Simanaitis Says

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THE INTERESTING FACTS  WEBSITE reports that “The Earth Shakes Every 26 Seconds, and Scientists Aren’t Sure Why.” Well, this is tantalizing enough to require a perusal and perhaps some additional Internet sleuthing.

Image from Interesting Facts.

A Mere Microseism. Interesting Facts says that back in the Sixties, “Jack Oliver, a researcher at the Lamont-Doherty Geological Observatory, first documented the ‘microseism’ and sussed out that it was emanating from somewhere ‘in the southern or equatorial Atlantic Ocean.’ Not until 2005 was it determined that the pulse’s true origin was in the Gulf of Guinea, just off Africa’s western coast, but to this day scientists still don’t know something just as important: why it’s happening in the first place.” 

Wikipedia notes that a microseism, as you might guess, is defined as “a faint earth tremor caused by natural phenomena…. The term is most commonly used to refer to the dominant background seismic and electromagnetic noise signals on Earth, which are caused by water waves in the oceans and lakes.”

Volcanic Activity? Another hypothesis suggests that some microseisms are caused by volcanos. The Interesting Fact website notes, “There does happen to be a volcano on the island of Sǎo Tomé in the Gulf of Guinea near the pulse’s origin point, not to mention another microseism linked to the volcano Mount Aso in Japan, which has made that particular explanation more popular in recent years.”

Interesting Facts observes, “Though there’s no way of knowing when (or even if) we’ll learn the why of this phenomenon, one thing’s for sure: better a microseism than a macroseism.” 

Living here in California along the Ring of Fire, I agree. 

Image from National Geographic.

My Sigh of Relief: “California Isn’t the Most Earthquake-Prone State,” the Interesting Facts website notes: “That would be Alaska, which isn’t just the most earthquake-prone state in the country—it’s one of the most seismically active areas in the world, with 11 percent of all earthquakes occurring there…. The second-largest earthquake ever recorded (a staggering 9.2 on the Richter Scale) took place in the Prince William Sound region there on March 27, 1964, lasting about 4.5 minutes and causing a tsunami that was felt as far away as California.” 

New Madrid Again?? And then there’s the New Madrid Earthquakes of 1811-1812. It’s estimated that the initial quake on December 16, 1811, had a magnitude of 7.2–8.2, followed by a 7.4 aftershock that same day. Two additional quakes of similar magnitude occurred in January and February 1812 in this southeast corner of Missouri.  

What’s more, on September 14, 2022, “USGS Records Earthquake in Missouri Bootheel.” Television station KAIT8 reports, “The U.S. Geological Survey registered the quake at 3:27 a.m. Wednesday, Sept. 14. According to the USGS, the magnitude 2.1 quake was centered six kilometers (3.7 miles) east-northeast of Steele. It had a depth of 7.3 kilometers (4.5 miles). So far, no one has reported feeling the earthquake.”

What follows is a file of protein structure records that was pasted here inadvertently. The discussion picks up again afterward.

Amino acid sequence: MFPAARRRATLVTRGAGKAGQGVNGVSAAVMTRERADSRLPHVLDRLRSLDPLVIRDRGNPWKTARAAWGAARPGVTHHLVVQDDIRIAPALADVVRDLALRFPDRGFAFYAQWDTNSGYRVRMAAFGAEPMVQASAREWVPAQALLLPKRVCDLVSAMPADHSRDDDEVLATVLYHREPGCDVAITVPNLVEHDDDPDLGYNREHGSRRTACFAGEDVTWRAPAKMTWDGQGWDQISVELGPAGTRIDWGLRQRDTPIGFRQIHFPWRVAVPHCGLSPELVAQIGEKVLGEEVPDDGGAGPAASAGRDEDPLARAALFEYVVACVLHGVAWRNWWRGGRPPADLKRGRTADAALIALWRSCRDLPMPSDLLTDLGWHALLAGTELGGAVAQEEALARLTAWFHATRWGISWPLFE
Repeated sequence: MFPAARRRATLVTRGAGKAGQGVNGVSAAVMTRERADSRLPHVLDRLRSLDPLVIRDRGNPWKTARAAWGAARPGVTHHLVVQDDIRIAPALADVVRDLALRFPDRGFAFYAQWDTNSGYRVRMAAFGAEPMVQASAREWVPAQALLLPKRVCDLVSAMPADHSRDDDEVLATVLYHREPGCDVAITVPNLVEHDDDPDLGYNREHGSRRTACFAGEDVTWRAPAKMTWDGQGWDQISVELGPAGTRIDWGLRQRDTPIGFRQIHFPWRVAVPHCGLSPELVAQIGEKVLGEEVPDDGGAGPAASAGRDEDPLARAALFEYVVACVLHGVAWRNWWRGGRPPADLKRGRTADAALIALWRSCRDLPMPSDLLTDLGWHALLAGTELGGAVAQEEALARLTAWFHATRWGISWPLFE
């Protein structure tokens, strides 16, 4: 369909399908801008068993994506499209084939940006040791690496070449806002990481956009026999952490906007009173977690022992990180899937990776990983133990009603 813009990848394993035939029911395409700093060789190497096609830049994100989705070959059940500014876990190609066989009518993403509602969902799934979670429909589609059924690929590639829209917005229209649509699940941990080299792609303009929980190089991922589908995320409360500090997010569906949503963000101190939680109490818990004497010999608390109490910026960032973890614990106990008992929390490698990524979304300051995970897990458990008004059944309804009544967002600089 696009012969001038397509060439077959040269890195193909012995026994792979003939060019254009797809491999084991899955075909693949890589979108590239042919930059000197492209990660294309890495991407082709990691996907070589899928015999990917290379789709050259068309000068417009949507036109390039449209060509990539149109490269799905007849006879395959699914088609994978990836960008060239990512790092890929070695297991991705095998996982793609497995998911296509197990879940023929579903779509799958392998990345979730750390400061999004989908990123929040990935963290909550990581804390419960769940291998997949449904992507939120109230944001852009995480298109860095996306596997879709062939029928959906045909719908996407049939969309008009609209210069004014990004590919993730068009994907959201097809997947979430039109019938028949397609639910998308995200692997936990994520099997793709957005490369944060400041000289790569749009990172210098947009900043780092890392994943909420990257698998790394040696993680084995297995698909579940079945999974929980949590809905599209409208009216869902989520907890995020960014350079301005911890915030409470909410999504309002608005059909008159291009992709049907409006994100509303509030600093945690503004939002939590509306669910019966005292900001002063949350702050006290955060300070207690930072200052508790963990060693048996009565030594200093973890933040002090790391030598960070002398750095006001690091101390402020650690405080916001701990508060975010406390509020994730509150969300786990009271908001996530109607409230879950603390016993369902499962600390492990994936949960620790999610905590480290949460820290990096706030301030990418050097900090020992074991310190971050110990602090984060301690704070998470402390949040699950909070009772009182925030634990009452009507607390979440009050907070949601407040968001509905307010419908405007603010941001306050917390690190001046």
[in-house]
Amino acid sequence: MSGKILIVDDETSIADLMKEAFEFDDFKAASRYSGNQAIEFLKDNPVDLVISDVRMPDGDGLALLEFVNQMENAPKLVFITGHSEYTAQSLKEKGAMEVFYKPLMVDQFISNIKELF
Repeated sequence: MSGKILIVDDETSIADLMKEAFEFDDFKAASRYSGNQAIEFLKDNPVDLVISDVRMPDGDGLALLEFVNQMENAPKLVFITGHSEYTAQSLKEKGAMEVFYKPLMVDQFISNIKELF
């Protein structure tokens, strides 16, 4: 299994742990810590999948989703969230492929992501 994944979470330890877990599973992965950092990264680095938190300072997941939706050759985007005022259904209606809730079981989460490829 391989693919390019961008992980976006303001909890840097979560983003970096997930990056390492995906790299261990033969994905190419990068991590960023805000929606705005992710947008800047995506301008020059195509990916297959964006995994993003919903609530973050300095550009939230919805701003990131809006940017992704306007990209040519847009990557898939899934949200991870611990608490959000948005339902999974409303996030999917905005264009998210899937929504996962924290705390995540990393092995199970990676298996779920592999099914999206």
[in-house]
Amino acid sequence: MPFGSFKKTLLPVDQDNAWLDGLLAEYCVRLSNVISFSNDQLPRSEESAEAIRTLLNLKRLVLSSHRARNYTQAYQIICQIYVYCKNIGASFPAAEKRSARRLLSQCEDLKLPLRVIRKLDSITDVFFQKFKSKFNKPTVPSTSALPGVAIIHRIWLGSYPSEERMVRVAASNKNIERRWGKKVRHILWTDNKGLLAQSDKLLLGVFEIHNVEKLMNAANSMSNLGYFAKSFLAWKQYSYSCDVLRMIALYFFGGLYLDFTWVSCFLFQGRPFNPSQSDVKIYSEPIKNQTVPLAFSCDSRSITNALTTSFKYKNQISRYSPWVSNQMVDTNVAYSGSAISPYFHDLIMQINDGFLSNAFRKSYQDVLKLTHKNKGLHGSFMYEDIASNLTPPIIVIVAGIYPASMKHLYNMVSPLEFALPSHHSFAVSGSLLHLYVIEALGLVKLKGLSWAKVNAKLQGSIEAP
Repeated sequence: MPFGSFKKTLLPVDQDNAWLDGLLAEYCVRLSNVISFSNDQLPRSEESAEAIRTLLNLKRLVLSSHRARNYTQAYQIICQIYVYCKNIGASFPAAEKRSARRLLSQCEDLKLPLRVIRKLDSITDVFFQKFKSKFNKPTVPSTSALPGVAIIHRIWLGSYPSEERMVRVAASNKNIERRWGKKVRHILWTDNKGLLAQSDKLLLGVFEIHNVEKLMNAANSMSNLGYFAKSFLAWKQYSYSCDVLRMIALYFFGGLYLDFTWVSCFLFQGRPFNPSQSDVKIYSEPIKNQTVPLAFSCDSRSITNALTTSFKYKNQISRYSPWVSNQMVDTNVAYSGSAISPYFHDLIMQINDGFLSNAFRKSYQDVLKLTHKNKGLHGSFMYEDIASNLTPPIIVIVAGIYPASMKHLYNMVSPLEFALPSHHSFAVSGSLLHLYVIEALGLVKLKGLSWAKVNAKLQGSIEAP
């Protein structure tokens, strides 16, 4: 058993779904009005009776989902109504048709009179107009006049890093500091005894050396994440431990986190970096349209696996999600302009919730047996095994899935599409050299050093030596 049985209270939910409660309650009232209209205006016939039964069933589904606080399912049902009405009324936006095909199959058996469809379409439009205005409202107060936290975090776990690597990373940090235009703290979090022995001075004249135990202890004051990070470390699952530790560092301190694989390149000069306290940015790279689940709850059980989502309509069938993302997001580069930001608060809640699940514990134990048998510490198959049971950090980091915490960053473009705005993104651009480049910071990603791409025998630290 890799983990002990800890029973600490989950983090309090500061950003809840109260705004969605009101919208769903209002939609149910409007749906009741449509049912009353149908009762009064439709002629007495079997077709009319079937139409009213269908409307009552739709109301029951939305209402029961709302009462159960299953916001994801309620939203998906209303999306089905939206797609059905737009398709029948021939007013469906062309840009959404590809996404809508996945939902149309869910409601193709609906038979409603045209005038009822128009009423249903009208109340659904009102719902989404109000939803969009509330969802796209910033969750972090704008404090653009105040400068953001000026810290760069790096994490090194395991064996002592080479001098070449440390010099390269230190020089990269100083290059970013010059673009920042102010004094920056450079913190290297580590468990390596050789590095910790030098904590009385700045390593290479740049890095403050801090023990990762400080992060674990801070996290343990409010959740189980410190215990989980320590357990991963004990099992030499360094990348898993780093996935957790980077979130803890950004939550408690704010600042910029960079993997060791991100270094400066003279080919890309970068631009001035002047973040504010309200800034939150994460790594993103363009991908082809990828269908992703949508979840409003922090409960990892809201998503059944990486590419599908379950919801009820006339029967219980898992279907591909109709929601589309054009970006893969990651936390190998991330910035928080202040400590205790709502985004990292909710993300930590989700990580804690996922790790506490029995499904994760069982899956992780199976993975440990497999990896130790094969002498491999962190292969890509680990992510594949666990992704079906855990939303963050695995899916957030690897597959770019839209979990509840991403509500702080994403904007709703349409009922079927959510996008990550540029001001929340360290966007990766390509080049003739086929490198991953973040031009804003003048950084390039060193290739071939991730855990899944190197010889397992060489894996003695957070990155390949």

KAIT8 image from the U.S. Geological Survey. 

“In the last 30 days,” KAIT8 says, “the USGS had recorded 39 earthquakes in the area. Many were clustered along the New Madrid seismic zone.” 

Thankfully, they were nothing like 1811–1812: The New Madrid website notes, “The area of strong shaking associated with these shocks is two to three times larger than that of the 1964 Alaska earthquake and 10 times larger than that of the 1906 San Francisco earthquake.”

And, I’m confident, they were a great deal greater than the Gulf of Guinea’s microjudder every 26 seconds, which got us into all this in the first place. ds

© Dennis Simanaitis,, 2022   


  1. Mike B
    October 2, 2022

    Alaska has more bigger quakes, but it’s also a very big state with active volcanoes, subduction, etc. So it’s certainly the most earthquake-prone state in terms of things that are (actually or potentially) felt.

    “Most earthquake-prone” in raw numbers, though, probably still belongs to California, because it’s more densely-covered by seismometers and other recording devices than other US states. Even your phone can join the network with the Shakealert app. But most of those earthquakes are never felt. Look at the USGS earthquakes web site, and play with the settings; at M4.5 and up, Alaska dominates, period. At 2.5 and up, California’s pretty close. At “all magnitudes” California’s way over the top.

    Interesting about those microseisms, though. Need to look up the ones near West Africa…

    October 2, 2022

    As I get older, time seems to be going faster. now i find out the Earth is spinning faster.Guess I was right.John

  3. Bob DuBois
    October 7, 2022

    I have read that the New Madrid earthquake was so violent that a section of the Mississippi River actually flowed backwards for a short time.

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